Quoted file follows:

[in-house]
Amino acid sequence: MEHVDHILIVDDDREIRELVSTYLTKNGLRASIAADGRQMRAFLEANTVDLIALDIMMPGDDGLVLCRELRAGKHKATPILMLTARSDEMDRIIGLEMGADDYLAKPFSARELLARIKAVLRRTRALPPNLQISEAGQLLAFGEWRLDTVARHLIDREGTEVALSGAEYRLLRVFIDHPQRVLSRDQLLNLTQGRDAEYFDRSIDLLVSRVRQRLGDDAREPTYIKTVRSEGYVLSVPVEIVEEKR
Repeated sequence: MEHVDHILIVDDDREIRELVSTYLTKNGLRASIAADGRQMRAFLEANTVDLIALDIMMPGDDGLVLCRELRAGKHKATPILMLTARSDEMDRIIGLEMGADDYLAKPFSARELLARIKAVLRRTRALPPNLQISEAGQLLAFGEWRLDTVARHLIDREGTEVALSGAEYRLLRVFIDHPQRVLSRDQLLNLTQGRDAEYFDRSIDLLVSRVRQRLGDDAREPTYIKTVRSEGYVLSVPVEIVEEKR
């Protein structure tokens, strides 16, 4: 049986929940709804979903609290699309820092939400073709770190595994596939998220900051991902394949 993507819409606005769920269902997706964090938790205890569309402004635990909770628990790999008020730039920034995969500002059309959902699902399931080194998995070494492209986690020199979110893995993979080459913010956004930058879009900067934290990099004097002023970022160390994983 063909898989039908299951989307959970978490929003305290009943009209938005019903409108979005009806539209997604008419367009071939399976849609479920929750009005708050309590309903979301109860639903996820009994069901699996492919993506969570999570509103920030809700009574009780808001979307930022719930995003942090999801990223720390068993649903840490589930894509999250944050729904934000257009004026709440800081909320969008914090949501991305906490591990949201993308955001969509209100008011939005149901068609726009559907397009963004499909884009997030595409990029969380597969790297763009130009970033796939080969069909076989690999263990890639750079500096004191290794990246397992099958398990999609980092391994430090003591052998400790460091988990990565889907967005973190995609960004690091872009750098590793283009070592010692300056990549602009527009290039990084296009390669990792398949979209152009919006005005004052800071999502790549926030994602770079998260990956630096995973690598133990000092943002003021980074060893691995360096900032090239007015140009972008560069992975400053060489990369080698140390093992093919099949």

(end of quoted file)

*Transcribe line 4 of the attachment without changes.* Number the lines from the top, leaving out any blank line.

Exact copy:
């Protein structure tokens, strides 16, 4: 049986929940709804979903609290699309820092939400073709770190595994596939998220900051991902394949 993507819409606005769920269902997706964090938790205890569309402004635990909770628990790999008020730039920034995969500002059309959902699902399931080194998995070494492209986690020199979110893995993979080459913010956004930058879009900067934290990099004097002023970022160390994983 063909898989039908299951989307959970978490929003305290009943009209938005019903409108979005009806539209997604008419367009071939399976849609479920929750009005708050309590309903979301109860639903996820009994069901699996492919993506969570999570509103920030809700009574009780808001979307930022719930995003942090999801990223720390068993649903840490589930894509999250944050729904934000257009004026709440800081909320969008914090949501991305906490591990949201993308955001969509209100008011939005149901068609726009559907397009963004499909884009997030595409990029969380597969790297763009130009970033796939080969069909076989690999263990890639750079500096004191290794990246397992099958398990999609980092391994430090003591052998400790460091988990990565889907967005973190995609960004690091872009750098590793283009070592010692300056990549602009527009290039990084296009390669990792398949979209152009919006005005004052800071999502790549926030994602770079998260990956630096995973690598133990000092943002003021980074060893691995360096900032090239007015140009972008560069992975400053060489990369080698140390093992093919099949």